Tuesday, November 15, 2011

Ten Facts About Sleep

With the end of Daylight Savings Time about ten days ago, I've been trying to re-adjust my body's internal clock.  It seems to take me at least a week to adapt my sleeping when I travel across time zones or endure the switch to or from Daylight Savings Time.

I recently read and reviewed a book about sleep, and it was full of interesting information about the science and culture of sleep.  Here are ten facts, all from sleep research, in no particular order:
  • People can partially awaken from REM (rapid eye movement, the deep) sleep, but they cannot move.  REM muscle paralysis is carried over into wakefulness.  This sleep paralysis goes away by itself after a few minutes, but can be frightening (page 11).
  • A person’s core body temperature drops to facilitate the onset of sleep.  Body temperature is lowered by increasing blood circulation in the surface of our bodies.  Since hands and feet have a large surface area, warm hands and feet are an unmistakable sign that the body is getting ready for sleep (pages 13-14).
  • Melatonin, a hormone released by the pineal gland that promotes sleep, is secreted starting in the late afternoon and early evening and reaches its peak while we are asleep.  If we open our eyes and receive strong light impulses through the optic nerve, the pineal gland immediately stops producing melatonin, which causes us to awaken (page 14).
  • "Nap shops," where exhausted workers can rent a short-term sleeping space, are very popular in Japan (page 49).
  • Are you an early bird or a night owl?  The next time you have the next day off (ideally, during a vacation or a break from school), write down what time you go to bed and when you get up the next day.  Then determine your sleep midpoint by dividing the length of time you sleep in half.  Early birds have sleep midpoints before 3 AM; night owls have sleep midpoints after 4 AM (page 63).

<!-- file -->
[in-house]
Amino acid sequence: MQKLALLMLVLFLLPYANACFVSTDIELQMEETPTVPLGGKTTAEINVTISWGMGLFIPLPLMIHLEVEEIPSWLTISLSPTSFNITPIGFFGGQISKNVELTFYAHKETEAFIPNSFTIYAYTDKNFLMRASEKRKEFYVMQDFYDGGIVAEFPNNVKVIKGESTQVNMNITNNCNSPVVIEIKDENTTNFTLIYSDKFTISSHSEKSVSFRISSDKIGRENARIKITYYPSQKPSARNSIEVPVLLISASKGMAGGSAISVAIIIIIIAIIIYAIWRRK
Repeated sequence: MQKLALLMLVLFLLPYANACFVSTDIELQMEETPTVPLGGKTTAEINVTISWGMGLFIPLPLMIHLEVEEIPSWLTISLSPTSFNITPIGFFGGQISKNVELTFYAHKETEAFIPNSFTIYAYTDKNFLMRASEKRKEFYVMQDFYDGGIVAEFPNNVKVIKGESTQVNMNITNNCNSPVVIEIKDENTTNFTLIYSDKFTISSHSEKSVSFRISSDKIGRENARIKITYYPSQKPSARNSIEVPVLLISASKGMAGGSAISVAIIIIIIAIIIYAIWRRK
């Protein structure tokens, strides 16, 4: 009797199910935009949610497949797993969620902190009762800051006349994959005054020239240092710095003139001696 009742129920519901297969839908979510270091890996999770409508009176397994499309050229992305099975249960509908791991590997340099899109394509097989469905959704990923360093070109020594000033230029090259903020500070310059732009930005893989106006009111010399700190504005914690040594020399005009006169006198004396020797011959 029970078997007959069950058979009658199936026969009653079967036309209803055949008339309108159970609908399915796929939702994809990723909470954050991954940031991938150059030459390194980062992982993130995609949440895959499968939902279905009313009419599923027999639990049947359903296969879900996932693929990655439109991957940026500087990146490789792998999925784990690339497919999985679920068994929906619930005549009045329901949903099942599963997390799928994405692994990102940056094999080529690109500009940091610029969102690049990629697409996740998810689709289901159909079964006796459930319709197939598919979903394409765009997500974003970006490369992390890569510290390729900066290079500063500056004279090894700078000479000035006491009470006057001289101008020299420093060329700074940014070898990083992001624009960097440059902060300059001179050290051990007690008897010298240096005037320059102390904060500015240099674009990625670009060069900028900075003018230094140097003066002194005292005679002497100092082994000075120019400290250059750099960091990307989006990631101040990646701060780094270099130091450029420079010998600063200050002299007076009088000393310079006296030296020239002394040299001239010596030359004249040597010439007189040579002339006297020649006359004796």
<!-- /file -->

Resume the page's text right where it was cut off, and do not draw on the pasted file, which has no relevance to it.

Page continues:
• Insomnia is more likely to affect women than men (page 82).
  • Snoring is more frequent in men (page 83).
  • The ideal room temperature for sleep is between 59 and 77 degrees Fahrenheit (page 92).
  • Women who smell peppermint before going to bed sleep longer, with more SMS (slow wave sleep) and less REM sleep.  Men did not experience the same effects, but said they felt more awake and refreshed in the morning.  However, if the scent of peppermint is present all night long, it tends to awaken people from light (stage N1 and N2) sleep, making it difficult to fall asleep quickly (page 113).
  • Lavender, jasmine, and vanilla are soothing scents that can help you fall asleep and stay asleep, but can have undesirable side effects in the morning, such as with tasks involving physical exercise. (pages 112-113).
More facts about sleep: 16 Things You Didn't Know About Sleep (infographic)
and 60 Eye-Opening Facts About Sleep.

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